“I didn’t know we had that intersection in the city, but there it is, just a perfect place with a view of downtown. It’s very ‘me,’ and I love it.”
When the weather permits, he rides his scooter to work at the Capri, about a mile away.
Spears recently was inducted as a deacon at Kingdom Life Church in Minneapolis.
“My great-grandfather, grandfather and father were all deacons, and I thought it had passed me by, so it was a great honor,” Spears said. “I want to be the best deacon that God ever called.”
David Keaton, the church’s senior pastor, said the church looks for wisdom, maturity and leadership.
“And that certainly describes Dennis,” Keaton said. “He’s very loving and giving, and he’s the first one through the door and the last one to leave.”
Spears has a presence that translates well to a congregation, Keaton said.
“You can feel it in church when he prays,” he said. “No matter how many people are in a room, you know he’s in the room. He’s a stand-out personality, and he’s a most caring, loving person. He always has an impact.”
Spears, meanwhile, has found his church to be open and affirming.
“Our pastor preaches that God loves everyone,” Spears said, adding that members of the congregation march in local Pride parades.
Spears said he’s “open and honest” about being gay.
“But I don’t go around screaming about it,” he said. “My heterosexual friends don’t have to introduce themselves that way, so neither do I. I want people to think of me as a ray of sunshine, someone happy and blessed to be making a living as an artist, able to have a career, own a home and be self-sufficient.”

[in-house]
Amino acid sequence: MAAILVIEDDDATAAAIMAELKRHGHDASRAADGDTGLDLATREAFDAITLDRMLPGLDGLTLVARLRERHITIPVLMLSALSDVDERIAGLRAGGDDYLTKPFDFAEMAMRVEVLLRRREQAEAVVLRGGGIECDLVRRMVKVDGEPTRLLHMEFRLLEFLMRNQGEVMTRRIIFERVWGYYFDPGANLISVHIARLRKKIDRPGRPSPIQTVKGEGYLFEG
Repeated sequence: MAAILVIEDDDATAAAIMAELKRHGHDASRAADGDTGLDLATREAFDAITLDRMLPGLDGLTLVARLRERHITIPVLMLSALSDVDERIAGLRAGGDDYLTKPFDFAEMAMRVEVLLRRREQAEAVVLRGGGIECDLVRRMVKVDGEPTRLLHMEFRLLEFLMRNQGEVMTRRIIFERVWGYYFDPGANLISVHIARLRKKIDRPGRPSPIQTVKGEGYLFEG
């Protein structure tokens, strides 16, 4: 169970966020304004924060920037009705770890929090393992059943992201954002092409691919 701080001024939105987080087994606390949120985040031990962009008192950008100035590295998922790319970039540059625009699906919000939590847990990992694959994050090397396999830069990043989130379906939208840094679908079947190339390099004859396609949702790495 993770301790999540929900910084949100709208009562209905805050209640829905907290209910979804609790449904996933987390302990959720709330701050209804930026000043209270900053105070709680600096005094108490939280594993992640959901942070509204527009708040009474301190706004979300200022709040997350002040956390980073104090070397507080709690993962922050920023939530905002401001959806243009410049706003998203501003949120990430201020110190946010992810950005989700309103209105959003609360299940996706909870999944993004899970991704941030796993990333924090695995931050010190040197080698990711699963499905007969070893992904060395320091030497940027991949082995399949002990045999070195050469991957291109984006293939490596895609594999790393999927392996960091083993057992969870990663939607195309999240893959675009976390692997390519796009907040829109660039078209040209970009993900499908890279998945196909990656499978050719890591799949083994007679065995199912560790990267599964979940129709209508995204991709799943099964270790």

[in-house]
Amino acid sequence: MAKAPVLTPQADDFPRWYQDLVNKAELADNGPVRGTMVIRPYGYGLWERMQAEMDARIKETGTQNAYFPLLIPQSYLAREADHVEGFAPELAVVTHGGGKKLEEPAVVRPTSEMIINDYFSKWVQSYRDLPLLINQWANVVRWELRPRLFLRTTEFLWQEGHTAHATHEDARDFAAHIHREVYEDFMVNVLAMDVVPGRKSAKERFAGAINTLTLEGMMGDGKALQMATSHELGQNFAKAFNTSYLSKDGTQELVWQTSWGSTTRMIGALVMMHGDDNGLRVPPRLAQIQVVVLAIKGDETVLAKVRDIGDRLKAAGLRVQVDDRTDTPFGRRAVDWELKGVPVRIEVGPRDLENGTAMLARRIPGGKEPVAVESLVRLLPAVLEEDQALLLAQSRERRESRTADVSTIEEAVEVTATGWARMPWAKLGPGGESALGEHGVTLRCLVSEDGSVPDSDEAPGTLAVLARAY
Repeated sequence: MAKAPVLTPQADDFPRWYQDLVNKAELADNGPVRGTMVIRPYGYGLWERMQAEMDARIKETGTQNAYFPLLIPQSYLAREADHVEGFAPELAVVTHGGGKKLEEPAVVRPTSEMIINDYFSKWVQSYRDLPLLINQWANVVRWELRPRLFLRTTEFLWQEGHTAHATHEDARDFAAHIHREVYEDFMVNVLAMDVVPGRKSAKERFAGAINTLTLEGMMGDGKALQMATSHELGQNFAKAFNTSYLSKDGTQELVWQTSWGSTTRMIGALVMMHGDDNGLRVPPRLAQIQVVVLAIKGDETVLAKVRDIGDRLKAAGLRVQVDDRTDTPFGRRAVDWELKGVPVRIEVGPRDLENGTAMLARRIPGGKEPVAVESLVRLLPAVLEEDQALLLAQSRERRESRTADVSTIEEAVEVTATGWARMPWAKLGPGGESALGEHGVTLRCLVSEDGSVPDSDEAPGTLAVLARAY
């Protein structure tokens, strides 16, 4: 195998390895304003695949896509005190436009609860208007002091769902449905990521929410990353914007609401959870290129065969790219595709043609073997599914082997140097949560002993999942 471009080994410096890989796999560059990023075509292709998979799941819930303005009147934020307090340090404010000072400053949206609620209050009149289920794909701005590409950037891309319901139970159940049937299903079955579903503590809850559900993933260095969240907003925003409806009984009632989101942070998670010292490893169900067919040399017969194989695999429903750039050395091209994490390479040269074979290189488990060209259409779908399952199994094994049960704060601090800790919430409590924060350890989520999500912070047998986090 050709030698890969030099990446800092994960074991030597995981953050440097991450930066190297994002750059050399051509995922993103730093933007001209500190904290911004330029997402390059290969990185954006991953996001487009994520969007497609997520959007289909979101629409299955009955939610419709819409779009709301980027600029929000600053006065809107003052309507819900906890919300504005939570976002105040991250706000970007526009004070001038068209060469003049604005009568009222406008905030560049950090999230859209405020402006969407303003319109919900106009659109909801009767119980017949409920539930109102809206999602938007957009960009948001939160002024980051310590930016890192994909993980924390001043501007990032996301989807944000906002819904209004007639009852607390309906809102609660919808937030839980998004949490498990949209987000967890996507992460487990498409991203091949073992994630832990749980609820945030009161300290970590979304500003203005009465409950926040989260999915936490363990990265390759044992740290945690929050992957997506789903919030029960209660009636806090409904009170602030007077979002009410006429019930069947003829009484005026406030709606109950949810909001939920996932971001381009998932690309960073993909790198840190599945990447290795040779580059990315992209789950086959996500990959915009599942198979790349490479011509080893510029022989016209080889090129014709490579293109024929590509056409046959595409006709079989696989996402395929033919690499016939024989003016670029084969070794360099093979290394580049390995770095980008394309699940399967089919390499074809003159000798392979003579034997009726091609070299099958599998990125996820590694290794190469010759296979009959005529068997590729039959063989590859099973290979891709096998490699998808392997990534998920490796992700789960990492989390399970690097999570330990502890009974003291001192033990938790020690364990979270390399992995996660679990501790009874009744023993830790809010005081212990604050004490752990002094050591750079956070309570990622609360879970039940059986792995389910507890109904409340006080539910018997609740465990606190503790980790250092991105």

After recently ending a 19-year relationship, Spears says he’s currently enjoying the single life.
This winter, Spears will be touring Arizona in the role of West in August Wilson’s Two Trains Running, directed by Lou Bellamy.
This month, Minnesotans can see him with a reunited Moore by Four on July 13 and 14 at Crooner’s in Minneapolis.
What does he dream of for the future?
“I want to travel abroad more, perform jazz and write music,” Spears said. “And I want to live my life, be happy and bring joy to the world.”
SEE DENNIS SPEARS IN ARIZONA!
Traveling to Arizona this winter? See Dennis Spears performing with the Arizona Theatre Company in Tucson and Phoenix in Two Trains Running, Dec. 26 to March 3.
DONATE TO THE CAPRI
To make a tax-deductible donation to the Capri Theater capital campaign, mail a check to:
Capri Theater, Attn: Jane Scott
2210 Oliver Ave. N.
Minneapolis, MN 55411
Julie Kendrick is a contributing writer for many local and national publications. She lives in Minneapolis. Follow her on Twitter @KendrickWorks.